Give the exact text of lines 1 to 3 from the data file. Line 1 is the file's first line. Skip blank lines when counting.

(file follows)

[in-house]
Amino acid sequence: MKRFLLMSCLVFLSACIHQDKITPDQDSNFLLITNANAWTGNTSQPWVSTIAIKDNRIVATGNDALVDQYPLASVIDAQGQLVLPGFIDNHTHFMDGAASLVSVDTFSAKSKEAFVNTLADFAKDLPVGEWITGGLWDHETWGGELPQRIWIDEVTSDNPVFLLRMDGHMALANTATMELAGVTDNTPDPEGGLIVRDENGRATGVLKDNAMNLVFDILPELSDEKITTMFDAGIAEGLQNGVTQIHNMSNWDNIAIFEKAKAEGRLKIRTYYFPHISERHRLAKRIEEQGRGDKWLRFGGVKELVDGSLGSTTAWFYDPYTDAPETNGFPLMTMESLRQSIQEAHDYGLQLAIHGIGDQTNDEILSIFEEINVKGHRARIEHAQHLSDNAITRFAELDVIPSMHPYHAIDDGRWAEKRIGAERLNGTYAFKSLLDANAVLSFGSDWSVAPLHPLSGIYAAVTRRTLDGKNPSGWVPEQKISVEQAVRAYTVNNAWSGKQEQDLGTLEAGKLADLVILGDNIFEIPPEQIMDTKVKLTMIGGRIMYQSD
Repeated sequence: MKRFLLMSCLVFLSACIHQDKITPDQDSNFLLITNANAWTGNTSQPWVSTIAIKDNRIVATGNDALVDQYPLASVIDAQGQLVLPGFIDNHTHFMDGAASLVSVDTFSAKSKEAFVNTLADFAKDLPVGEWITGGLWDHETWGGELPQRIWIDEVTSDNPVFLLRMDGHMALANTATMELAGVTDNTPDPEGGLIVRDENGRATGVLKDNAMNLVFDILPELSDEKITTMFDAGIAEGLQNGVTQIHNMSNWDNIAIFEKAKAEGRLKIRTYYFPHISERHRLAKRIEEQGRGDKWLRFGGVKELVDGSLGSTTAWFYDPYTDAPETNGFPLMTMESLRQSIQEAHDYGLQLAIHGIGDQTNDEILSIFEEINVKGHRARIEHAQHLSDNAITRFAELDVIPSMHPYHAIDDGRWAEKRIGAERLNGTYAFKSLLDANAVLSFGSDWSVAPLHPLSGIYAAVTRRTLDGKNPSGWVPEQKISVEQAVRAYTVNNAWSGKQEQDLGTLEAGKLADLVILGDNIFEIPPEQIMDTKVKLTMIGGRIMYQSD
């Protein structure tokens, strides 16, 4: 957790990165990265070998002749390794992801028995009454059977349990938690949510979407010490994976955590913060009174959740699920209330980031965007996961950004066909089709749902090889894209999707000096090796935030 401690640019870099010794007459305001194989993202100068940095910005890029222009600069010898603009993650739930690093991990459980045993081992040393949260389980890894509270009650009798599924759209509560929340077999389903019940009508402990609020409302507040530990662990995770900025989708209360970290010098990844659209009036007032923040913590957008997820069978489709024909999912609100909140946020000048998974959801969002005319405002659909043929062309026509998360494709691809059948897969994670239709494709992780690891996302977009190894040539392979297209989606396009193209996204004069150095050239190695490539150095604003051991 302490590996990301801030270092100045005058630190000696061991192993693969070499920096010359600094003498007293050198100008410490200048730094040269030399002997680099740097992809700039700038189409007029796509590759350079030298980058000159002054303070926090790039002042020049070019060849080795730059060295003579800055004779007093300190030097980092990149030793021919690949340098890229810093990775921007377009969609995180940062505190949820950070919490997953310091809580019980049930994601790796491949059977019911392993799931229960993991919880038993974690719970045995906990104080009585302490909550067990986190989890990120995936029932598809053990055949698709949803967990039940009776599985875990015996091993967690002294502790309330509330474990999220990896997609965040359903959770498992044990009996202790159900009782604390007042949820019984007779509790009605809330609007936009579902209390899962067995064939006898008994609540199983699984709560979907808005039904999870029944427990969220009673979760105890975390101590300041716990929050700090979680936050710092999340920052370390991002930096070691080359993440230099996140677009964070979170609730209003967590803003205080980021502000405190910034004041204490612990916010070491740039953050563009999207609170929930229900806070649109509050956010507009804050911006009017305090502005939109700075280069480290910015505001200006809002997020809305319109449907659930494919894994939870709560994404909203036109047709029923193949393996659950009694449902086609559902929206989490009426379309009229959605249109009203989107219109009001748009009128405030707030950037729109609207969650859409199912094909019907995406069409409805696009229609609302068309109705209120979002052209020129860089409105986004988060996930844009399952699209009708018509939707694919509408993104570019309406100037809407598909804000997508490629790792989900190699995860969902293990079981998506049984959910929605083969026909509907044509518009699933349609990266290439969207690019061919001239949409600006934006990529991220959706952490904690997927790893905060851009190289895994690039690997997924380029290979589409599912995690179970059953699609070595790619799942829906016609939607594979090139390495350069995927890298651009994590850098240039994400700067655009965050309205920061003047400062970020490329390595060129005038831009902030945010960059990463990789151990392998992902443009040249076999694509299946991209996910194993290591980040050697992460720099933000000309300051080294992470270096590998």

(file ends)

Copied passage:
[in-house]
Amino acid sequence: MKRFLLMSCLVFLSACIHQDKITPDQDSNFLLITNANAWTGNTSQPWVSTIAIKDNRIVATGNDALVDQYPLASVIDAQGQLVLPGFIDNHTHFMDGAASLVSVDTFSAKSKEAFVNTLADFAKDLPVGEWITGGLWDHETWGGELPQRIWIDEVTSDNPVFLLRMDGHMALANTATMELAGVTDNTPDPEGGLIVRDENGRATGVLKDNAMNLVFDILPELSDEKITTMFDAGIAEGLQNGVTQIHNMSNWDNIAIFEKAKAEGRLKIRTYYFPHISERHRLAKRIEEQGRGDKWLRFGGVKELVDGSLGSTTAWFYDPYTDAPETNGFPLMTMESLRQSIQEAHDYGLQLAIHGIGDQTNDEILSIFEEINVKGHRARIEHAQHLSDNAITRFAELDVIPSMHPYHAIDDGRWAEKRIGAERLNGTYAFKSLLDANAVLSFGSDWSVAPLHPLSGIYAAVTRRTLDGKNPSGWVPEQKISVEQAVRAYTVNNAWSGKQEQDLGTLEAGKLADLVILGDNIFEIPPEQIMDTKVKLTMIGGRIMYQSD
Repeated sequence: MKRFLLMSCLVFLSACIHQDKITPDQDSNFLLITNANAWTGNTSQPWVSTIAIKDNRIVATGNDALVDQYPLASVIDAQGQLVLPGFIDNHTHFMDGAASLVSVDTFSAKSKEAFVNTLADFAKDLPVGEWITGGLWDHETWGGELPQRIWIDEVTSDNPVFLLRMDGHMALANTATMELAGVTDNTPDPEGGLIVRDENGRATGVLKDNAMNLVFDILPELSDEKITTMFDAGIAEGLQNGVTQIHNMSNWDNIAIFEKAKAEGRLKIRTYYFPHISERHRLAKRIEEQGRGDKWLRFGGVKELVDGSLGSTTAWFYDPYTDAPETNGFPLMTMESLRQSIQEAHDYGLQLAIHGIGDQTNDEILSIFEEINVKGHRARIEHAQHLSDNAITRFAELDVIPSMHPYHAIDDGRWAEKRIGAERLNGTYAFKSLLDANAVLSFGSDWSVAPLHPLSGIYAAVTRRTLDGKNPSGWVPEQKISVEQAVRAYTVNNAWSGKQEQDLGTLEAGKLADLVILGDNIFEIPPEQIMDTKVKLTMIGGRIMYQSD